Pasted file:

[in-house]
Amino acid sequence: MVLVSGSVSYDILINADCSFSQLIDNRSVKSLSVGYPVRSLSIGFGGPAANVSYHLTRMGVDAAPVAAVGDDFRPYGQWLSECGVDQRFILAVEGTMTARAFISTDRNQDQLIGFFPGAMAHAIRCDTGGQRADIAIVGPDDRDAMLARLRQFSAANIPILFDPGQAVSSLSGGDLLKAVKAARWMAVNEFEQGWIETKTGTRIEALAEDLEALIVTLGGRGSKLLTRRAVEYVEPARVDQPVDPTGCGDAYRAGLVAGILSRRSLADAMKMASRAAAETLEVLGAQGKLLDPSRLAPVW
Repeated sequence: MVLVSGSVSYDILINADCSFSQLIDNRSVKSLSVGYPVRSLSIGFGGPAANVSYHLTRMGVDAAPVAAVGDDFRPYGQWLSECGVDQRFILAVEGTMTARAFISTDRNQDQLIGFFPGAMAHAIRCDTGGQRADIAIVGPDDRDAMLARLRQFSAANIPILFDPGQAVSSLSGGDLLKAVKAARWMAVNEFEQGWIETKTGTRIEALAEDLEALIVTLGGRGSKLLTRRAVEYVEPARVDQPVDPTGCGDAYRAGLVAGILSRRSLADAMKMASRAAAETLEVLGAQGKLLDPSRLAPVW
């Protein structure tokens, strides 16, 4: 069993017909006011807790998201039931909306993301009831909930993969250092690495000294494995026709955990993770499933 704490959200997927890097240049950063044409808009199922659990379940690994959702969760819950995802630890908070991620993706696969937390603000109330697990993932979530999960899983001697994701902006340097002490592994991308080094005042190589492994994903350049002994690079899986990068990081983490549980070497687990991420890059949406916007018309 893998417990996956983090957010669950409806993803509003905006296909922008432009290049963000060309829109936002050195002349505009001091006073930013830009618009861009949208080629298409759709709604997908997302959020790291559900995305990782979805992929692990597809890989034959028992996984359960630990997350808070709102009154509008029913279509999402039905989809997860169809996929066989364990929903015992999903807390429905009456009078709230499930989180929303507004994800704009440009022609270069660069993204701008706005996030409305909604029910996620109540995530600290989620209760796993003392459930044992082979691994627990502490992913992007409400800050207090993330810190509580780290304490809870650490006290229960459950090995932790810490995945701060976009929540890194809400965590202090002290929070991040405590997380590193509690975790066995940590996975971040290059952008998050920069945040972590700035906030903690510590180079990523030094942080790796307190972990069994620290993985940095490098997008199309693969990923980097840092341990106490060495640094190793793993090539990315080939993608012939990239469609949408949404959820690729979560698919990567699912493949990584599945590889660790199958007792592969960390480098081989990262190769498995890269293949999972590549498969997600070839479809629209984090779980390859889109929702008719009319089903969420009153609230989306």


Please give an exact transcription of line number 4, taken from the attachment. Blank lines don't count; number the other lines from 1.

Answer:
């Protein structure tokens, strides 16, 4: 069993017909006011807790998201039931909306993301009831909930993969250092690495000294494995026709955990993770499933 704490959200997927890097240049950063044409808009199922659990379940690994959702969760819950995802630890908070991620993706696969937390603000109330697990993932979530999960899983001697994701902006340097002490592994991308080094005042190589492994994903350049002994690079899986990068990081983490549980070497687990991420890059949406916007018309 893998417990996956983090957010669950409806993803509003905006296909922008432009290049963000060309829109936002050195002349505009001091006073930013830009618009861009949208080629298409759709709604997908997302959020790291559900995305990782979805992929692990597809890989034959028992996984359960630990997350808070709102009154509008029913279509999402039905989809997860169809996929066989364990929903015992999903807390429905009456009078709230499930989180929303507004994800704009440009022609270069660069993204701008706005996030409305909604029910996620109540995530600290989620209760796993003392459930044992082979691994627990502490992913992007409400800050207090993330810190509580780290304490809870650490006290229960459950090995932790810490995945701060976009929540890194809400965590202090002290929070991040405590997380590193509690975790066995940590996975971040290059952008998050920069945040972590700035906030903690510590180079990523030094942080790796307190972990069994620290993985940095490098997008199309693969990923980097840092341990106490060495640094190793793993090539990315080939993608012939990239469609949408949404959820690729979560698919990567699912493949990584599945590889660790199958007792592969960390480098081989990262190769498995890269293949999972590549498969997600070839479809629209984090779980390859889109929702008719009319089903969420009153609230989306």